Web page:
[LINK] Conroy's net filter still alive and kicking

Bernard Robertson-Dunn brd at iimetro.com.au
Fri Sep 10 15:01:45 EST 2010

He still doesn't get it.
It's not the problem people disagree with, it's his solution.

Conroy's net filter still alive and kicking
Asher Moses
September 10, 2010 - 11:32AM

The Communications Minister, Stephen Conroy, is ploughing ahead with his 
internet filter policy despite there being virtually no chance any 
enabling legislation will pass either house of Parliament.

Independent MP Rob Oakeshott, the Opposition and the Greens have all 
come out against the policy, leaving it effectively dead in the water.

The Greens communications spokesman, Scott Ludlam, has called on the 
government to end the facade and drop the internet censorship scheme 
once and for all, as it was wasting time and taxpayers' money.

University of Sydney Associate Professor Bjorn Landfeldt said, given the 
catastrophic election result after only one term in government, it was 
"remarkable" the government was "pushing the very issues that undermined 
their credibility, rather than focusing their energy on important 
societal issues".

"One may wonder exactly what underlies this relentless pursuit of a 
mirage, given that there is just about zero support outside the 
cabinet," said Landfeldt.

"Surely it is no longer a matter of believing that the policy would 
benefit the general public."

The government is preparing to introduce legislation forcing ISPs to 
block a blacklist of websites that have been "refused classification" 
(RC) by government bureaucrats.

After intense criticism of the policy, including that "refused 
classification" included innocuous and politically sensitive material, 
Senator Conroy announced just before the election that his policy would 
be delayed until a review of RC classification guidelines could be 
conducted by state and territory censorship ministers.

This effectively means any internet filtering legislation will be 
delayed until next year, by which time the Greens will hold the balance 
of power in the Senate. The Greens have already said they would oppose 
the legislation, as has the Opposition.

But before it gets to the Senate the legislation would need to pass the 
House of Representatives, meaning Labor would need the support of Greens 
MP Adam Bandt and the independents Andrew Wilkie, Rob Oakeshott, Tony 
Windsor and Bob Katter.

Wilkie, Windsor and Katter could not be reached for comment but a 
spokesman for Oakeshott said he was against the filter.

In fact, last year Oakeshott helped a teenage campaigner in his 
electorate with a petition arguing the filter should be scrapped.

"It is not the government's role to be a net nanny. It is the role of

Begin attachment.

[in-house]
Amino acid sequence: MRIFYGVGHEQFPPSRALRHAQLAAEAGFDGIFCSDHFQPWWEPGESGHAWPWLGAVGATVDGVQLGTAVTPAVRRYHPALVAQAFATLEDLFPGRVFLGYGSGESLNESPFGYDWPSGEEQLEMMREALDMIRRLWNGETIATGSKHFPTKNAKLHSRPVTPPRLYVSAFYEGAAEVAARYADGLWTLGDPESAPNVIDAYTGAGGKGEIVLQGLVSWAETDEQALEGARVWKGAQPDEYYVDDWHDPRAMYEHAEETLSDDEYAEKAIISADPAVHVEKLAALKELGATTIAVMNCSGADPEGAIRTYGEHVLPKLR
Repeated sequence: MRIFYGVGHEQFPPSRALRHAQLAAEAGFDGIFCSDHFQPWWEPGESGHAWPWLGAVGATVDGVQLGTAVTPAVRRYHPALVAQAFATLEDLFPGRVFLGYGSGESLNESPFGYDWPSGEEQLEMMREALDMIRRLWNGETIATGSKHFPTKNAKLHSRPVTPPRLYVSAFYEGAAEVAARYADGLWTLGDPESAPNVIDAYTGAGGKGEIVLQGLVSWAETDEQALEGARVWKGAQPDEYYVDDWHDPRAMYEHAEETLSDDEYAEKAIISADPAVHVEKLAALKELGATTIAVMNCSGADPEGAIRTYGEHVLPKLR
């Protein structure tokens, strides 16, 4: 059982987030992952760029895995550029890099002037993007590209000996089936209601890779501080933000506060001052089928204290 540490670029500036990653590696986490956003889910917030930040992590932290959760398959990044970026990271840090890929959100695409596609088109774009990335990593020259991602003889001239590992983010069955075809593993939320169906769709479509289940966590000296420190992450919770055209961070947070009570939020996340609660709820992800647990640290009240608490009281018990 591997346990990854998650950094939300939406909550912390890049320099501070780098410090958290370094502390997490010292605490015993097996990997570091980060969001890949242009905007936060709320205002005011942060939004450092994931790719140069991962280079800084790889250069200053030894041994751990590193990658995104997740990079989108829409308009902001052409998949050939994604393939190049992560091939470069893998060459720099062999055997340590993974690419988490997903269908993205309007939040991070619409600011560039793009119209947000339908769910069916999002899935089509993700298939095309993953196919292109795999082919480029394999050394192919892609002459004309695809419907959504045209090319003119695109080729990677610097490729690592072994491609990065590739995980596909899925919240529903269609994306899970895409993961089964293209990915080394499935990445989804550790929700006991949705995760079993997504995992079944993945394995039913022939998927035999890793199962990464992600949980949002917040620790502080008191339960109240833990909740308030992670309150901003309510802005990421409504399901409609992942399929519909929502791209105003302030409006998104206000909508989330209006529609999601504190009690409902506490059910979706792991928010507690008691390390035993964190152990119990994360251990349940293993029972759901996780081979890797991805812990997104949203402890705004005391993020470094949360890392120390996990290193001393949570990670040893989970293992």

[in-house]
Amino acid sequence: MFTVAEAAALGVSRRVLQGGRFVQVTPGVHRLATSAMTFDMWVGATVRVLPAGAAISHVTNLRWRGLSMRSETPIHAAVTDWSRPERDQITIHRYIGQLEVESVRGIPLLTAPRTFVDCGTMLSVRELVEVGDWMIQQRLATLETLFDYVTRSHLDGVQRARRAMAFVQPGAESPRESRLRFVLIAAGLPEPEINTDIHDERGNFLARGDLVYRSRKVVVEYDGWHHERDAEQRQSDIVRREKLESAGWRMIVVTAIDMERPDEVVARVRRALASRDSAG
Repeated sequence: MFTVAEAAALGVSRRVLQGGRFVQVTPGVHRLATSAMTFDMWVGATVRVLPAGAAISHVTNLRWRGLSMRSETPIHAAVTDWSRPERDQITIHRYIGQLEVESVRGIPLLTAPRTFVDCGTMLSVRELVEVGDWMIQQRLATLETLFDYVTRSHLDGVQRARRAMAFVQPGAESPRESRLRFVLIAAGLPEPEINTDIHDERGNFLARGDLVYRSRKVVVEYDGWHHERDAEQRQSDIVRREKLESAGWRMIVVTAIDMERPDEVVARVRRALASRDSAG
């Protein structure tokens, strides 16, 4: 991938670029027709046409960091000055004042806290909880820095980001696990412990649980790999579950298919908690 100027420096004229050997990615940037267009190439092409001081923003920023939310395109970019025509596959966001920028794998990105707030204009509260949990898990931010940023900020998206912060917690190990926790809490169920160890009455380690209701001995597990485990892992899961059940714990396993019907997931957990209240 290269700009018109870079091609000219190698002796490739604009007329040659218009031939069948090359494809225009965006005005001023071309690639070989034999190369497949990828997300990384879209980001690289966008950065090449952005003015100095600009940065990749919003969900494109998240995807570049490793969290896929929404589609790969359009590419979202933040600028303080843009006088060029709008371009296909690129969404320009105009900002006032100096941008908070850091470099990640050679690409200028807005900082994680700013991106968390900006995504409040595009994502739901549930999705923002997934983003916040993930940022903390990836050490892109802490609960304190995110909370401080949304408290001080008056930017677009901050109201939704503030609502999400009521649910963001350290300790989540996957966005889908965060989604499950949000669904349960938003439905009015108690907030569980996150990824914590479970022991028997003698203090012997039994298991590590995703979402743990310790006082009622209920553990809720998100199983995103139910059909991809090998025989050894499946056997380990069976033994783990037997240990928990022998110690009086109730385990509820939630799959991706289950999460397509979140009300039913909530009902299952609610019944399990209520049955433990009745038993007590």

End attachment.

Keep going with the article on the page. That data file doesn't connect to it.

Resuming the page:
every single household," Oakeshott told the Port Macquarie News at the time.

Senator Ludlam said in a phone interview that he wanted the review of RC 
guidelines to still go ahead but the government should drop the internet 
filtering policy altogether.

"It [the RC review] was quite transparently a political stalling tactic 
but that didn't make it a bad idea," he said.

"[The filter] is just a complete waste of chamber time. It's a waste of 
public servants' time who for the next 10 months are going to be 
progressing a mandatory filter proposal that has no chance of passing 
either house of parliament now."

Senator Ludlam said Senator Conroy should "get past this fixation" with 
the filter and turn his attention to other looming issues such as net 
neutrality and the Attorney-General's data retention proposal. The data 
retention proposal is being pushed by the Australian Federal Police and 
could see all web browsing history of Australian internet users logged 
for law enforcement to access.

A wide range of experts on the internet and child protection have long 
argued that a mandatory filter would be ineffective as it was easy to 
bypass, would not capture even a small percentage of the nasty content 
on the web and would give parents a false sense of security.

The big ISPs, including Optus, Telstra and iPrimus, have already pledged 
to block child-abuse websites voluntarily. This narrower, voluntary 
approach has long been advocated by internet experts and brings 
Australia into line with other countries such as Britain.

The Opposition pledged to bring back free voluntary PC-based internet 
filters for families, which existed under the Howard government but were 
scrapped by Senator Conroy to make way for his mandatory ISP-level filter.

"Recent OECD reports tell us the investment and quality of our higher 
education system is falling behind other developed countries; with the 
ludicrous house prices Australians can no longer move out of home, etc," 
said Landfeldt.

"There is no shortage of important issues and challenges for the 
government to focus on."

Despite the intense opposition, Senator Conroy is pushing ahead with the 
filter and has revealed "a suite of transparency measures to accompany 
the policy and ensure people can have faith in the RC content list", a 
spokeswoman said.

"The government does not support Refused Classification material being 
available on the internet. This material includes child sexual abuse 
imagery, bestiality, sexual violence and detailed instruction in crime," 
she said.



Bernard Robertson-Dunn
Canberra Australia
email:	 brd at iimetro.com.au
website: www.drbrd.com

More information about the Link mailing list